The "torture-porn" genre: art or pornographic violence?

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  1. rkummer profile image73
    rkummerposted 7 years ago

    The 'torture-porn' genre has it's roots dating to the late 60's/early 70's films like 'Midnight Cowboy', 'Straw Dogs' and 'I Spit On Your Grave'.  The recent resurgence has birthed 'Saw', 'Hostel', 'Wolf Creek', 'Broken', 'Martyrs' and many others. 

    The question raised about the genre has been whether there is artistic merit. Some argue, including myself, that the films violent depictions are more grounded in reality, thus lending to their often-times controversial material. More traditional actions films depict a fictional version which is called "happy" violence: entertainment-based violence that never warrants fear of consequences. Meanwhile, critics of the torture-porn genre may argue that the films are gratuitous and exploitative, containing themes of anti-feminism, sadism and masochism.

    What do you think?

    1. kschang profile image86
      kschangposted 7 years agoin reply to this

      Technically those are just "extremely bloody violence". Torture porn is a subcategory of S&M, IMHO of course. big_smile

      The question is... what exactly IS entertainment? It takes all kinds, and critics are worried about becoming NUMB to the idea of violence. People who are imbalanced to start with only need a bit of push to send them off the edge. Is more violence (or depictions of violence) in modern media, exposing even MORE imbalanced people to violence, responsible, at least in part, to mass shootings and such?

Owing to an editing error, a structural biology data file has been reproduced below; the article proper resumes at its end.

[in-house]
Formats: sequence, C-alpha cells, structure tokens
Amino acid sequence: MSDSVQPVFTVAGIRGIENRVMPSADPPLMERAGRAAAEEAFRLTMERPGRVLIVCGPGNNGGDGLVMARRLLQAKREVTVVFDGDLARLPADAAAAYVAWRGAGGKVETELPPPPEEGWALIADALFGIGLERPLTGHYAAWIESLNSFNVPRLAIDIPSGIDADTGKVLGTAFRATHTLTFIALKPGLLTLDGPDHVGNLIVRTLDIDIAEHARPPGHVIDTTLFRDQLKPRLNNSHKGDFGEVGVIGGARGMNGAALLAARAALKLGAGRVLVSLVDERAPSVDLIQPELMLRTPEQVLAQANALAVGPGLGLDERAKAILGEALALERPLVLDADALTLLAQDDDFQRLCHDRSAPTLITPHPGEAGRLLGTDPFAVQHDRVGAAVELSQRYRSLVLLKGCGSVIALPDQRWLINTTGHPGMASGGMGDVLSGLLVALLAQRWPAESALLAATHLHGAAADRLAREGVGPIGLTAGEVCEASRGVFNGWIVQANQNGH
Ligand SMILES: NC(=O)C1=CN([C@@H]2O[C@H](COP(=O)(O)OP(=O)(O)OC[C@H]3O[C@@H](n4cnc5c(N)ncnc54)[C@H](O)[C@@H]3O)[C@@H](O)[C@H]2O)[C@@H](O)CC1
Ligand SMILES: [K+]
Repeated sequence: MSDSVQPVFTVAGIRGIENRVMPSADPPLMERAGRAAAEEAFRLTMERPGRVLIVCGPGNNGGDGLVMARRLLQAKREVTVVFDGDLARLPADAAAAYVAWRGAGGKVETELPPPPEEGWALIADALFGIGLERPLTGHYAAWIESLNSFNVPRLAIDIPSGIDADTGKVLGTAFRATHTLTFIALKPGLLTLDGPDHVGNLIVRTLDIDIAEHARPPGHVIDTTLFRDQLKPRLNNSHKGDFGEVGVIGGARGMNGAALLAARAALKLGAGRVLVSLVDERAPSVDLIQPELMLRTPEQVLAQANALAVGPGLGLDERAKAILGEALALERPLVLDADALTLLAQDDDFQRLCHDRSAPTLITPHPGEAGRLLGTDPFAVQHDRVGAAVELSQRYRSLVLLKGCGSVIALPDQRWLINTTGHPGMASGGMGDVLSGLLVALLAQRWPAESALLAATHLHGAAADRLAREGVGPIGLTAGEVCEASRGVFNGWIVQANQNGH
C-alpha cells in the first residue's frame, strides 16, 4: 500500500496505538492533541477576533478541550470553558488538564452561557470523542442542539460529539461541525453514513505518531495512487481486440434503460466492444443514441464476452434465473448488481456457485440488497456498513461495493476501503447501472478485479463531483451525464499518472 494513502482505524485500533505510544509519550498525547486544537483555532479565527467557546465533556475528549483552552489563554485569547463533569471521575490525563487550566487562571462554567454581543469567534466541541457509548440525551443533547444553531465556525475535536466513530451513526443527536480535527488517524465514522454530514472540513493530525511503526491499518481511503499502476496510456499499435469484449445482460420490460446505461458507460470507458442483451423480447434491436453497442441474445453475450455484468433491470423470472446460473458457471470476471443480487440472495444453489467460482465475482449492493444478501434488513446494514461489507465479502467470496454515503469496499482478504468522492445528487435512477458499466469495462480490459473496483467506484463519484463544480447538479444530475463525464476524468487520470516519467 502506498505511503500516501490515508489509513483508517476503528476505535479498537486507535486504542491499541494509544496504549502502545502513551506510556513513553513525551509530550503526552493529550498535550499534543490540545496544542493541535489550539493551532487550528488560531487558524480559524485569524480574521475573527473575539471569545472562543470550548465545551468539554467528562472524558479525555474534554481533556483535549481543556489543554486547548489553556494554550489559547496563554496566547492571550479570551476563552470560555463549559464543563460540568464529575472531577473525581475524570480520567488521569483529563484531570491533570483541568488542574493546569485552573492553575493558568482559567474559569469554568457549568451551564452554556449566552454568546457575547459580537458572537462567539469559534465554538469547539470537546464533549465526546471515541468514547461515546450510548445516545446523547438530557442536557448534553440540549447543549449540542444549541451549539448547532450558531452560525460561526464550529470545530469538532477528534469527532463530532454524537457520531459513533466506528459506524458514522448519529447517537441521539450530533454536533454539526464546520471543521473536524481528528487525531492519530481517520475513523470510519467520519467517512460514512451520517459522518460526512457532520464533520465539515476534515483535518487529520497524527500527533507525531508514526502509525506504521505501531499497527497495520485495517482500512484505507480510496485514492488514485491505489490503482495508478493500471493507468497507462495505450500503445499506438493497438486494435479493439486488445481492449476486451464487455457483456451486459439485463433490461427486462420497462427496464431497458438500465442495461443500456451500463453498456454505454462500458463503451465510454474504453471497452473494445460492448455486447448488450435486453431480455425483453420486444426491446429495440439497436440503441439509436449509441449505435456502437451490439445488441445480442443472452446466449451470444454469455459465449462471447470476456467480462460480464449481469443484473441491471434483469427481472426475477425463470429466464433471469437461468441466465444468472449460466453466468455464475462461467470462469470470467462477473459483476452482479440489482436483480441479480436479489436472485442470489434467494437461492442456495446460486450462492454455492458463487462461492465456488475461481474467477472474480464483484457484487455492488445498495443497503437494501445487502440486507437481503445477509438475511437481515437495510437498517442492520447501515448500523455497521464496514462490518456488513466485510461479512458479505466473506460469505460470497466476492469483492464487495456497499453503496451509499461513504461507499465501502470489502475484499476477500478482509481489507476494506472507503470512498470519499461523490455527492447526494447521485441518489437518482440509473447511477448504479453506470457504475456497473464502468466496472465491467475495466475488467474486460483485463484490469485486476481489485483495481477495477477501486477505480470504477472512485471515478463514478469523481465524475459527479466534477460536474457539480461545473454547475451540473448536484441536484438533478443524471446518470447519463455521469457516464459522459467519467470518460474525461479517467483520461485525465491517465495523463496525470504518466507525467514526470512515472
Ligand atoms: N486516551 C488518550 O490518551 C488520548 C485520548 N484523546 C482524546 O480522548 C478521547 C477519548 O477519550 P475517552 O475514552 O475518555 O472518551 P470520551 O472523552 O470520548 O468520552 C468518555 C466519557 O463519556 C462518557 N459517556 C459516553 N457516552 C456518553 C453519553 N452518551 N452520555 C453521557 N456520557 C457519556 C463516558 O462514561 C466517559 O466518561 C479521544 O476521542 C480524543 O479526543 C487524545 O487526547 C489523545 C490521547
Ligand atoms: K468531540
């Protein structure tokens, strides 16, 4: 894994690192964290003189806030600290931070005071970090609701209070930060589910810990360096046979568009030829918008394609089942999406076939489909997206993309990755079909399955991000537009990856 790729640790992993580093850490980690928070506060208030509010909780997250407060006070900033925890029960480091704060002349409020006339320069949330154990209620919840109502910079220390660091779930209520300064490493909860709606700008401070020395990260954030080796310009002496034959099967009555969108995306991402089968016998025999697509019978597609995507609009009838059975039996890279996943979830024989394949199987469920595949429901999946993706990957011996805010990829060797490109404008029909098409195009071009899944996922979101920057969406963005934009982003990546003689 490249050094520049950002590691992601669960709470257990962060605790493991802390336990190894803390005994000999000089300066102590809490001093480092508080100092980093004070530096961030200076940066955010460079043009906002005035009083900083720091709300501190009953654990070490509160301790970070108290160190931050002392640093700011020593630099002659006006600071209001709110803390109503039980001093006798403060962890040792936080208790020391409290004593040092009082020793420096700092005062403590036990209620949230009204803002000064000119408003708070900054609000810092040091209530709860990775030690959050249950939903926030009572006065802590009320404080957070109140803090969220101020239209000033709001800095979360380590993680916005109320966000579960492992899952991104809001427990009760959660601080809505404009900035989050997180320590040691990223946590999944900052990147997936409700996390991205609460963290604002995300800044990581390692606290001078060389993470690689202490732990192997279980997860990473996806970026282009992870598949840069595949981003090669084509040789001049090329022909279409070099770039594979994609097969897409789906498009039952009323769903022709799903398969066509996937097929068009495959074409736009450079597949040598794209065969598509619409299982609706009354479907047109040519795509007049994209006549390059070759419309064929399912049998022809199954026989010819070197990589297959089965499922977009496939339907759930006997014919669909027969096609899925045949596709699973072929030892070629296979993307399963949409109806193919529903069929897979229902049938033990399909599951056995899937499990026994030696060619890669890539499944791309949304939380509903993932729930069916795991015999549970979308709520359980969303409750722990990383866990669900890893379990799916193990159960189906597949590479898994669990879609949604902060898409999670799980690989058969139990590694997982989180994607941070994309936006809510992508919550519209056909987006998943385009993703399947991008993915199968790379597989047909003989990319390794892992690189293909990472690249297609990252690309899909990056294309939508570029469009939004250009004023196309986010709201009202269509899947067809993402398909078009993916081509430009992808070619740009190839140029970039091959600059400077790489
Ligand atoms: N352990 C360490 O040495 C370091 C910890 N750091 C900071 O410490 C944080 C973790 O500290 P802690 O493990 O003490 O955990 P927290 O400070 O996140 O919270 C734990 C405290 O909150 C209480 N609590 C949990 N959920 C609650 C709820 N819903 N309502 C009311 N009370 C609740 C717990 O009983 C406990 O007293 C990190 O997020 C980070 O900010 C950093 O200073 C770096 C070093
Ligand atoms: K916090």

1. rkummer profile image73
        rkummerposted 7 years agoin reply to this

        There's a documentary called "The Killing Screens" that discusses violence in entertainment you are touching on.  There is a fear that we are slowly being desensitized to violence and are basically "taught" to use violence to solve problems or get what we want, and are falsely told we won't suffer any consequences as a result. 

        At the same time, and I know this is weak, but the "if you don't like it, turn it off" argument is there.  One could argue these violent images could actually be made extreme and disturbing to entice us out of performing similar acts.  There will always be copycat situations, but the majority of audiences don't go out on mass killing/torturing sprees after watching violent content.

    2. profile image0
      Brenda Durhamposted 7 years agoin reply to this

      I not only think,  I know those films should be banned.  At least the ones I've had the unhappy occasion to review, like "Saw" and the "Hostel" series.   They have no redeeming points.   And there are others that are just as bad, the movies like "Twilight" and etc. that depict the cross-copulation and/or breeding of animals with humans.   Their message is evil too, because it's more subtle, seducing immature minds into calling evil good and good evil.

    3. profile image0
      DoorMattnomoreposted 7 years agoin reply to this

      Saw had porn? 

      I think "realistic violence", like a movie about a man who brutally beats his wife, is far more disturbing than "fake violence" like, zombie movies. But that's just me, I believe if a person is violent and going to act on their anger against another person, they will do it. With or without movies.

  2. mega1 profile image79
    mega1posted 7 years ago

    Maybe, if only though, like, there were more men victims - straight men victims, then, it would sorta, kinda, you know - all, like, balance out?

 
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